The European Union’s policy of supporting poorer regions and member states with its subsidies has, once again, found itself embroiled in controversy over how Ukraine is spending its share of funds in the agricultural sector.

The issue was raised by MEPs Fulvio Martusciello and Alberto Cirio who led a roundtable discussion in the European Parliament on March 7. Their aim was to sound the alarm about the opacity of government subsidies distribution in Ukraine’s agricultural sector. Critics of Kiev point to the unfair and non-transparent practices in the procedures – all signs of inherent corruption.

According to Cirio, agriculture in Ukraine has always enjoyed the support of the state, which among other factors provides the foundation for the dynamic development of the agricultural sector. However, recent changes in the sphere of government subsidies have drawn attention and generated doubts regarding their fairness.

Ukraine’s lawmakers approved a €130 million budget for government subsidies for the country’s entire agricultural sector for 2017. This was criticised for being an insufficient amount to cover one of the most important industries of the Ukrainian economy.

More than a third (35 %) of the total allocated subsidies went to just one company, PJSC Myronivsky Hliboproduct, the largest industrial company in Ukraine. CEO and chief beneficiary of the company is oligarch-  billionaire Yuri Kosyuk – one of Ukraine’s richest people, according to Forbes Ukraine. Myronivsky Hliboproduct is the most profitable company in the Ukrainian agribusiness.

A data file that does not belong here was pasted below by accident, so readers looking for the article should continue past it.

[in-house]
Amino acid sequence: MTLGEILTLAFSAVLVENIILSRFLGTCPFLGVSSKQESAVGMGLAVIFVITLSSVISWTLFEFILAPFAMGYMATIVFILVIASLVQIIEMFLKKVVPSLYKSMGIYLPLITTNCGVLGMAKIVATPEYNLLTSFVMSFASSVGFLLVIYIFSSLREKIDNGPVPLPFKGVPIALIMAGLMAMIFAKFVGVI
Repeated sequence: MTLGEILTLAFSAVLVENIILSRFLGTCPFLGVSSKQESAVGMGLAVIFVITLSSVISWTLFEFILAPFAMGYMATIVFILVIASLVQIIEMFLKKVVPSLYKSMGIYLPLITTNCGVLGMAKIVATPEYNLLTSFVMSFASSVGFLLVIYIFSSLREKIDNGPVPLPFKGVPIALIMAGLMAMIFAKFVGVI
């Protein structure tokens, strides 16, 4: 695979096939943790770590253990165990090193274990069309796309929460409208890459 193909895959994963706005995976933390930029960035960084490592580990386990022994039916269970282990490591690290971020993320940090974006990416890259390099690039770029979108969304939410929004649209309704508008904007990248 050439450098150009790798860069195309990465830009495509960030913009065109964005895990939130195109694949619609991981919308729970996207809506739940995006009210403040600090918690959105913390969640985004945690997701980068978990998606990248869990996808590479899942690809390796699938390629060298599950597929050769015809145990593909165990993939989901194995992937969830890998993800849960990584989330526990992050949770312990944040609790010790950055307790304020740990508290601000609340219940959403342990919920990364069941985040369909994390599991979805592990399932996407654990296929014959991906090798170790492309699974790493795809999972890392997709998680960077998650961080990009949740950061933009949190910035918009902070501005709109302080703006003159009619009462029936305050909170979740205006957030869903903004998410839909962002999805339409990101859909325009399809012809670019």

At the same time, tens of thousands of small and medium-sized agricultural companies badly need state support, among them the enterprises in the grain sector that are not included in the list of those that are eligible for subsidies.

As for the remaining 65% of the subsidies, it was rationed off to help support tens of thousands of other agricultural companies across the rest of the country.

Representatives of the European Parliament are now voicing their concern about the situation. They argue that under the current conditions, an extremely restrained budget of government subsidies and state support should be provided to small businesses and households that produce more than 50% of all agricultural products in high-risk environments and that need financial assistance the most.

“Today, in particular, we are concerned about the distribution of government subsidies in Ukraine for the development of the agricultural sector, being one of the most important industries of Ukrainian economy, the leading export industry and having the significant development potential,” said Cirio.

The MEP’s concern is timely as on February 28 the European Commission prepared a new package of macro-financial assistance for Ukraine to the tune of €1 billion that will be distributed in two tranches. If the European Parliament and the Council of Europe approve the Commission’s proposal within the next couple of months, Ukraine will be able to receive the first tranche as early as July.

However, one of the biggest conditions for Kiev will be to implement anti-corruption reforms and legislative initiatives.

“The new EU requirements will also be related to the fight against corruption in Ukraine,” said Martusciello.

“The financial assistance allocated to Ukraine by the European Union – these are the budgetary funds, which are formed, among other sources, from contributions of the EU taxpayers, and we watch closely how Ukraine fulfils its obligations and the state policy in the country in general,” he added.

According to Cirio, the signs of endemic corruption at all levels are visible. “We call on the state authorities of Ukraine: the President, the Prime Minister, the profile committees of the Parliament, to focus on the schemes of the government subsidies in the agricultural sector as well as on the principles of their distribution in 2018.”